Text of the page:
Very few American-born players have had NHL careers that rival that of Keith Tkachuk.
The native of Melrose, Mass., who was nicknamed "Walt" by teammate Eddie Olczyk, finished with 538 goals and 1,065 points, which rank him third and fifth, respectively, all-time among Americans. The forward's rough-and-tumble style led to him amassing 2,219 career penalty minutes, fourth-most among Americans.
Tkachuk's production over his 19 NHL seasons helped him earn a spot in the U.S. Hockey Hall of Fame along with fellow 2011 class members Gary Suter, Chris Chelios, Ed Snider and Mike "Doc" Emrick. All five will be inducted Monday in Chicago.
During a career spent almost entirely with the Winnipeg Jets/Phoenix Coyotes franchise and the St. Louis Blues, he had nine seasons of at least 30 goals and reached the 40-goal and 50-goal plateau twice. He became the first American to the lead the NHL in goals when he scored 52 with the Coyotes during the 1996-97 season.
But his fondest memory of his playing days had nothing to do with the NHL. It was being a member of the U.S. team that won the 1996 World Cup of Hockey by defeating Canada.
"I'd have to say that's No. 1," Tkachuk told NHL.com. "Especially with a group of guys that no one gave a real chance against Canada in the finals."
Team USA and Canada met in the tournament's championship, a best-of-three series with one game taking place in Philadelphia and the final two in Montreal. Both teams were littered with NHL stars and future of Hall-of-Famers, but Canada was and is the hockey superpower in the world. The U.S. team dropped the first game of the series, but rallied to win the final two on foreign soil.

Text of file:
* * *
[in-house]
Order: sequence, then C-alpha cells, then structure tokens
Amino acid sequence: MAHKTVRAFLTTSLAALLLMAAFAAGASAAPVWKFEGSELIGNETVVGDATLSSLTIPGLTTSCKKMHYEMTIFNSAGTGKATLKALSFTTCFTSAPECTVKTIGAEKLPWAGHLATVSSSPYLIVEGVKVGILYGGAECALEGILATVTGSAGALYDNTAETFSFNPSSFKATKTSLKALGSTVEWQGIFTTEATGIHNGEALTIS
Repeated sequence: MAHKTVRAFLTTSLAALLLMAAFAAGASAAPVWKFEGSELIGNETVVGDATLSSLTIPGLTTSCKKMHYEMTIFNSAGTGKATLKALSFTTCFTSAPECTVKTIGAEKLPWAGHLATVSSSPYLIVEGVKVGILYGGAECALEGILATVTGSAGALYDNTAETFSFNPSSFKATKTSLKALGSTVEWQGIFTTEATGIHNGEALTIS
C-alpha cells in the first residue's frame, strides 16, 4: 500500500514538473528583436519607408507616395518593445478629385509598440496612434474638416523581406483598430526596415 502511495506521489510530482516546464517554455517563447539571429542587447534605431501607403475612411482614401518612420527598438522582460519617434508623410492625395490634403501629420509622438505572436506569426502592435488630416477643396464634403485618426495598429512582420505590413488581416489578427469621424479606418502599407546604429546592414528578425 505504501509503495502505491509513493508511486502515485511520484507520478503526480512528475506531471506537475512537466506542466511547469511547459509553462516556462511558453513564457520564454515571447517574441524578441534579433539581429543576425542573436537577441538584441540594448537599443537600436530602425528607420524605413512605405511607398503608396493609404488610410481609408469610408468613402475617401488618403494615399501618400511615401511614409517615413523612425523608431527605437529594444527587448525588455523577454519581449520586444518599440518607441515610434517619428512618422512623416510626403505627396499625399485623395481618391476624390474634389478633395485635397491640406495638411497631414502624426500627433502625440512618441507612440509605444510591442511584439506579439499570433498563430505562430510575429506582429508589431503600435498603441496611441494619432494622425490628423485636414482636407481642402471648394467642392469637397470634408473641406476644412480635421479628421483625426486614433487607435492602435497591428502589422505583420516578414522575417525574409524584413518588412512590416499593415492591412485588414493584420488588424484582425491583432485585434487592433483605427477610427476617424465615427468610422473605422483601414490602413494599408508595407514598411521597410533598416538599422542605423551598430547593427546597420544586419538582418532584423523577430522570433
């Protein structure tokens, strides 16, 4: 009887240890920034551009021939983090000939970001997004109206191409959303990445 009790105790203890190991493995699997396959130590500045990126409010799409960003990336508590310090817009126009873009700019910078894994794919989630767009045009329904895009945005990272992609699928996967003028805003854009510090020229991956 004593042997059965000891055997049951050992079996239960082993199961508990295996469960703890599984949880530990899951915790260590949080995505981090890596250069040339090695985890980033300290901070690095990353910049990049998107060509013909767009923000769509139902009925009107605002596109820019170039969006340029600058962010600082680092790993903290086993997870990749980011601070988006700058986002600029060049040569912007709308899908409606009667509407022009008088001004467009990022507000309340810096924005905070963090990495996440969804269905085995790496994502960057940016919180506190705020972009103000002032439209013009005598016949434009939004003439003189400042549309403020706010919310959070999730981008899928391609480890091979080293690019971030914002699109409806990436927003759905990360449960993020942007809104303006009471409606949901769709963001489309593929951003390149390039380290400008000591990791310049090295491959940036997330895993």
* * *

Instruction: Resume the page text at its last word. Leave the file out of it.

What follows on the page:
"Winning the last two in Montreal was a huge accomplishment for the U.S. to really put us up there and not be a stepbrother to the Canadians," Tkachuk said. "It was a big steppingstone. Like the 1980 Olympics was for guys like me, '96 was huge for the next generation of Americans to get excited to play hockey."
Tkachuk, who had a goal in the series and five during the tournament, said it was more satisfying to pull off the upset in Montreal.
"It made it more special, of course," Tkachuk said. "Before Game 3, we're walking over to the rink from the hotel and the buzz on the street, the people all dressed up in Canadian gear giving us a lot of grief as we're walking. Then when you win and you're carrying around the trophy there. Then you're all showered up and you're with your family and you're going someplace to celebrate, there was nobody on the streets.
"In my mind, that was really cool because it was a dark day in Canada. In that tournament, we were better."
Tkachuk's career began four years prior in Winnipeg after he participated in the 1992 Winter Olympics. With the Jets, he had 3 goals and 5 assists in the team's final 17 games of the 1991-92 season, most of which he played before his 20th birthday in March.
For an American kid away from home for the first time -- he played his college hockey at Boston University -- it was an imposing situation. But 641 games and 323 goals later with the Jets and Coyotes, everything worked out pretty well for Tkachuk, who got his start with USA Hockey as a 16-year-old.
"It was a blessing," Tkachuk said of his time in Winnipeg. "It was far away from home. They love their hockey, they're passionate in Winnipeg, and I got a chance to play. It was just one of those things where you had to grow up pretty quickly. When I got there after the Olympics, I had some pretty good veteran guys to rely on -- Randy Carlyle, Eddie Olczyk, Troy Murray, Phil Housley. So it was a pretty easy transition off the ice.
"On the ice, if you wanted to be an NHL player, it's a little more magnified in Canada, especially for a young American player. Things were great."
Olczyk bestowed the nickname upon Tkachuk because there was a Walter Tkaczuk who played for the New York Rangers for 14 years. Tkachuk said it wasn't the most creative nickname in hockey, but he didn't mind it at all.
"I wasn’t going to argue with a veteran guy," Tkachuk said. "When you're a young guy, you're happy that any veteran guy talks to you, so I just took it all in."